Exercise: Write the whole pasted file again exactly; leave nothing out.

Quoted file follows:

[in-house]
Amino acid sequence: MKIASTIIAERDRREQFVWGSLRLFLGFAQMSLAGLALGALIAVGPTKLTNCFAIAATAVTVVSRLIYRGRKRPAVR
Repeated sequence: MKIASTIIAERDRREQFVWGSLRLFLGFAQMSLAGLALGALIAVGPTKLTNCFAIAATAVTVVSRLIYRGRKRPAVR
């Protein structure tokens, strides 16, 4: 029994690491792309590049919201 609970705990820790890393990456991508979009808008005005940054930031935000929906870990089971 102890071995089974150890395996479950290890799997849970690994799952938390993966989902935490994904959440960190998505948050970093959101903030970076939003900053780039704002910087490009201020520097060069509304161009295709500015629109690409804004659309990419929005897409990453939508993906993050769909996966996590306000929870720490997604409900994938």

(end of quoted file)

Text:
[in-house]
Amino acid sequence: MKIASTIIAERDRREQFVWGSLRLFLGFAQMSLAGLALGALIAVGPTKLTNCFAIAATAVTVVSRLIYRGRKRPAVR
Repeated sequence: MKIASTIIAERDRREQFVWGSLRLFLGFAQMSLAGLALGALIAVGPTKLTNCFAIAATAVTVVSRLIYRGRKRPAVR
């Protein structure tokens, strides 16, 4: 029994690491792309590049919201 609970705990820790890393990456991508979009808008005005940054930031935000929906870990089971 102890071995089974150890395996479950290890799997849970690994799952938390993966989902935490994904959440960190998505948050970093959101903030970076939003900053780039704002910087490009201020520097060069509304161009295709500015629109690409804004659309990419929005897409990453939508993906993050769909996966996590306000929870720490997604409900994938």